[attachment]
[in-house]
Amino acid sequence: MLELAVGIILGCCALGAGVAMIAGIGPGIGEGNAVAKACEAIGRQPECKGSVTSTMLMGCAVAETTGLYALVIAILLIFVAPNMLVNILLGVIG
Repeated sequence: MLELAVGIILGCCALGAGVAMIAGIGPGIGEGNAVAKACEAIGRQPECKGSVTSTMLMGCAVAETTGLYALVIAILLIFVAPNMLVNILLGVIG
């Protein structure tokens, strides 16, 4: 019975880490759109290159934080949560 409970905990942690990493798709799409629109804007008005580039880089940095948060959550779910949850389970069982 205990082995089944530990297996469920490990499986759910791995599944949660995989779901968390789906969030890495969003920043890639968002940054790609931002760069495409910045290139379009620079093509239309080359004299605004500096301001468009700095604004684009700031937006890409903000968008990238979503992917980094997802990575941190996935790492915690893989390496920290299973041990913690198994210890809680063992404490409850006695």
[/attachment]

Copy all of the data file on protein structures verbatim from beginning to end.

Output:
[in-house]
Amino acid sequence: MLELAVGIILGCCALGAGVAMIAGIGPGIGEGNAVAKACEAIGRQPECKGSVTSTMLMGCAVAETTGLYALVIAILLIFVAPNMLVNILLGVIG
Repeated sequence: MLELAVGIILGCCALGAGVAMIAGIGPGIGEGNAVAKACEAIGRQPECKGSVTSTMLMGCAVAETTGLYALVIAILLIFVAPNMLVNILLGVIG
């Protein structure tokens, strides 16, 4: 019975880490759109290159934080949560 409970905990942690990493798709799409629109804007008005580039880089940095948060959550779910949850389970069982 205990082995089944530990297996469920490990499986759910791995599944949660995989779901968390789906969030890495969003920043890639968002940054790609931002760069495409910045290139379009620079093509239309080359004299605004500096301001468009700095604004684009700031937006890409903000968008990238979503992917980094997802990575941190996935790492915690893989390496920290299973041990913690198994210890809680063992404490409850006695």